HS2 economic adviser gives lecture on how high speed rail may transform East Midlands

The economic adviser to HS2 Ltd, the company responsible for developing and promoting the UK’s new high-speed rail network, is to speak at The University of Nottingham on Monday 9 May 2016. Roger Vickerman , Dean for Europe and Professor of European Economics at the University of Kent, will discuss the future economic impact that HS2 could have on the East Midlands region.

CEO of East Midlands Trains, Stuart Young; Chair of Midlands Connect, Sir John Peace and Rowena Limb , Area Director for Business, Innovation and Skills (East Midlands) will also be in attendance.

High-speed rail is often claimed to have a transformative effect on local economies as it improves transport connectivity, which in turn leads to enhanced growth and productivity between cities. However, a counter argument is that that such effects are largely redistributive with some regions benefiting and others suffering, depending on their ability to take advantage of new opportunities.

This free lecture will explore the impact in similar cases, such as the HS1 line in Kent, to assess whether major transport investment can help to redress regional disparities, particularly if coupled with other policy interventions.

Professor Vickerman’s research focuses on the relationship between transport (especially infrastructure), regional development and integration in the European Union. Particularly known for his studies on major infrastructure projects, particularly high-speed rail, he is currently a member of the Economics Advisory Panel to HS2 Ltd and editor-in-chief of Transport Policy journal.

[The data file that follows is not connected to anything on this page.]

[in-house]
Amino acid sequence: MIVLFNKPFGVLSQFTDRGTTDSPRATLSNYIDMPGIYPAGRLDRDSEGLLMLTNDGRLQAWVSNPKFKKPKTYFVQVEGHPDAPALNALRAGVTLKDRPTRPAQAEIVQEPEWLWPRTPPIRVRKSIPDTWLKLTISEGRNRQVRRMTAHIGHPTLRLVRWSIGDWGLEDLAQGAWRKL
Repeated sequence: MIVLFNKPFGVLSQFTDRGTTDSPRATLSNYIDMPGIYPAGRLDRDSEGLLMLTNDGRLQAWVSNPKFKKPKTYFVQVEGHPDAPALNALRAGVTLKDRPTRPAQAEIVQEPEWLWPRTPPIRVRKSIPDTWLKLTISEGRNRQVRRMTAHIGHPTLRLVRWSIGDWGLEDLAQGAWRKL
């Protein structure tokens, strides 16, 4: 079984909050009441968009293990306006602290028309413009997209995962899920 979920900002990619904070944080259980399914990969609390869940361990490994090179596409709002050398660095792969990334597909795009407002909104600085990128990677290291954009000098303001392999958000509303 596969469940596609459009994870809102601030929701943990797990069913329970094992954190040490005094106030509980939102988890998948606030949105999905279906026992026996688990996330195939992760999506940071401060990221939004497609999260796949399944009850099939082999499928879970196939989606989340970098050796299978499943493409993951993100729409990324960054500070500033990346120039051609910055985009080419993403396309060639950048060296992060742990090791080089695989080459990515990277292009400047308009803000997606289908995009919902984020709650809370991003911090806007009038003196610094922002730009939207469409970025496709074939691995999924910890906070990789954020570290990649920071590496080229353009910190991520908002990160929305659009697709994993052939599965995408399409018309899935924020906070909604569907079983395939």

He has also served as an advisor to Committees of both the House of Commons and House of Lords and acted as a consultant to the European Commission, various government departments and regional and local government authorities in the UK and overseas.

This event has been coordinated by the Aerospace and Transport Technologies Research Priority Area (RPA) at The University of Nottingham.

The RPA has drawn together expertise in a range of disciplines, extensive industrial partnerships and successes as a world-leading centre for aerospace research collaboration with the aim to build an international profile for high-impact transport and mobility research.

Original article published in myscience.org/wire